Heaton's Crossroads, also known as the Purcellville Wagon Raid, was a American Civil War skirmish that took place between Federal cavalry under General Alfred N. Duffie and Confederate infantry under General John C. Breckenridge on July 16, 1864 near present day Purcellville, Virginia in Loudoun County as part of the Valley Campaigns of 1864. The action was tactically inconclusive.
Following the Battle of Fort Stevens on July 12 in Washington D.C., Confederate General Jubal A. Early decided to withdrawal his army across the Potomac River into Virginia and return to the Shenandoah Valley. The Confederates withdrew along the Georgetown Pike into Montgomery County, Maryland towards Poolesville. On the July 14 they reached Conrad's Ferry (present day White's Ferry) and crossed making camp at Big Springs just north of Leesburg, Virginia.
Nearly a full day after Early set out towards Virginia, Union forces under General Horatio Wright set out in pursuit. Under his command was the entire VI Corps, part of the XIX Corps as well as several divisions of "100-days" troops recruited to defend Washington. On the afternoon of July 15, Wright arrived in Poolsville and learned of the arrival of the Army of West Virginia at Harpers Ferry.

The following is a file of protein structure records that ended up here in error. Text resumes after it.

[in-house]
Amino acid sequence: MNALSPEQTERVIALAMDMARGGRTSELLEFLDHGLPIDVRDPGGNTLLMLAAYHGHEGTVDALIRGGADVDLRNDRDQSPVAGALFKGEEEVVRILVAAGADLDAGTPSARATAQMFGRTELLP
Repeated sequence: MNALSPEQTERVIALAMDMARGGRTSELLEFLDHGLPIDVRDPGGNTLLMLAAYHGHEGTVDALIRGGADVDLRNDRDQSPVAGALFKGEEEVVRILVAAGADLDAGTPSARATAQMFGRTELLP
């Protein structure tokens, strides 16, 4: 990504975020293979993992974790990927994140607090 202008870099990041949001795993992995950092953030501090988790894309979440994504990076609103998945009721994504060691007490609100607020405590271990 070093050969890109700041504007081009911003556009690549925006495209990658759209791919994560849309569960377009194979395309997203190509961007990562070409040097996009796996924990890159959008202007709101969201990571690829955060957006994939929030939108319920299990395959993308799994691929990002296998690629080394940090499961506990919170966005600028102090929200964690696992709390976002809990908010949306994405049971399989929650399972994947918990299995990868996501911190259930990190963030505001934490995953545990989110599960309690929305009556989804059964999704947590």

A small force of infantry and cavalry from the Army of West Virginia, under General George Crook had crossed into Loudoun that morning by way of Berlin (present day Brunswick), briefly skirmished with Confederate cavalry near Waterford and retired to Hillsboro. Seeing that he could pin Early between himself and the force under Crook in the Loudoun Valley, Wright determined to cross the Potomac the following morning and ensnare Early in the Federal pincers. Wright, however, could not easily communicate with Crook as the telegraph wires between his position and Harpers Ferry had been cut by John S. Mosby's Rangers a few days prior during his raid on Point of Rocks.
Confederate Withdrawal and Union Reconnaissa...